Homeless Pastor Tale Surely Fake, But Too Good to Resist
If you’re on Facebook, you’ve surely seen a widely circulated photo of a homeless man with a scraggly gray beard billed as a pastor who went “undercover” in his own church. But despite evidence the homeless pastor photo is a fake, no one seems interested in fact-checking.
When you work in the media, you hear constant complaints from news consumers who insist that the media spends too much time racing to be first and too little time checking their facts before they put information out there.
You then see postings on Facebook like the story of Pastor Jeremiah Steepek.
It’s a nice little story at first, but it has an aftertaste stronger than saccharin. That’s because the moral of the story is quite convicting when it comes to Christian compassion, or, in this case, the complete lack thereof.
But then I suppose that’s the whole point.
The story goes like this:
A new pastor about to take the pulpit of a 10,000-member church for the first time decides to make an unusual entrance. He dresses down as a homeless guy and slips into the church before the service is set to begin just to see what happens. For a half-hour, he walked around and noted that only three people out of the thousands assembling even spoke to him. None of the people he asked for change to buy food gave him a cent. To add insult to injury, ushers asked him to move to the back of the sanctuary after he settled in a seat down front.
When it came time to introduce the new pastor — a man apparently few of them had actually seen before — the elders, who were in on the joke, called out for their new preacher and this homeless man rose and walked up front.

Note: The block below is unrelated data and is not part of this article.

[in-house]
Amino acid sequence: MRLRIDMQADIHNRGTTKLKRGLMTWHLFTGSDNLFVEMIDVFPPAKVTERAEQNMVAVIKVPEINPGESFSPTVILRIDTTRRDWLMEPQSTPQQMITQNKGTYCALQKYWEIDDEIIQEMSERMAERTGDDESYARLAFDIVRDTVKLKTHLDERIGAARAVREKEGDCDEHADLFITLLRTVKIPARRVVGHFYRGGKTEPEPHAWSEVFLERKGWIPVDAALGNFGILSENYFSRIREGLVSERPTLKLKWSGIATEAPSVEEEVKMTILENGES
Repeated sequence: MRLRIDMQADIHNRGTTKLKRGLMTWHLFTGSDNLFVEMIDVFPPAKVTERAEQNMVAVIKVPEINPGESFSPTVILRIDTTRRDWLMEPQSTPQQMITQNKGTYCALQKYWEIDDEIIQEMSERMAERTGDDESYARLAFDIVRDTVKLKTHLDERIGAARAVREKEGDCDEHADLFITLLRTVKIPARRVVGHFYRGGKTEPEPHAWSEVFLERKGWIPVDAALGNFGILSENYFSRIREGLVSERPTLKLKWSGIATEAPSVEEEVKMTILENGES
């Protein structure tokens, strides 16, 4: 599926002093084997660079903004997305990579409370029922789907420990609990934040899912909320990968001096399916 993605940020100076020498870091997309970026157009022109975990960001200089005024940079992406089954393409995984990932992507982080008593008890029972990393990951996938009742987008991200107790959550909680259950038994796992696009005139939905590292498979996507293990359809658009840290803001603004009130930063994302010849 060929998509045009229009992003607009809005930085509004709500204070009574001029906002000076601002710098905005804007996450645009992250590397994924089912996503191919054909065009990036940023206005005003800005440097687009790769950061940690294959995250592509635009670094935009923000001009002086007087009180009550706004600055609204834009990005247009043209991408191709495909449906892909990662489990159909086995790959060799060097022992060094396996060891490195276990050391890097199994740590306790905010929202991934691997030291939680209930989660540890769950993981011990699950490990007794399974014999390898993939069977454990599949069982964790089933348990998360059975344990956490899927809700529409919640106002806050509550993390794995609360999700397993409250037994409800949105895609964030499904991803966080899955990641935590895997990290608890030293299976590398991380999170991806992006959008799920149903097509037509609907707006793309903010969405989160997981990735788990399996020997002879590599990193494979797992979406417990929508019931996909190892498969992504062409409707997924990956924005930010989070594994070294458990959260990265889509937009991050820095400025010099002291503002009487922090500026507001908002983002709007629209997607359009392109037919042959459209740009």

He then recites this:
“Then the King will say to those on his right, ‘Come, you who are blessed by my Father; take your inheritance, the kingdom prepared for you since the creation of the world. For I was hungry and you gave me something to eat, I was thirsty and you gave me something to drink, I was a stranger and you invited me in, I needed clothes and you clothed me, I was sick and you looked after me, I was in prison and you came to visit me.’ “Then the righteous will answer him, ‘Lord, when did we see you hungry and feed you, or thirsty and give you something to drink? When did we see you a stranger and invite you in, or needing clothes and clothe you? When did we see you sick or in prison and go to visit you?’
“The King will reply, ‘Truly I tell you, whatever you did for one of the least of these brothers and sisters of mine, you did for me.’”
As he then told the congregation what he had experienced at their hands, the church members dutifully bowed their heads in shame. Some even cried.
Then, just before dismissing the service, he says, “Today I see a gathering of people, not a church of Jesus Christ. The world has enough people, but not enough disciples. When will you decide to become disciples?”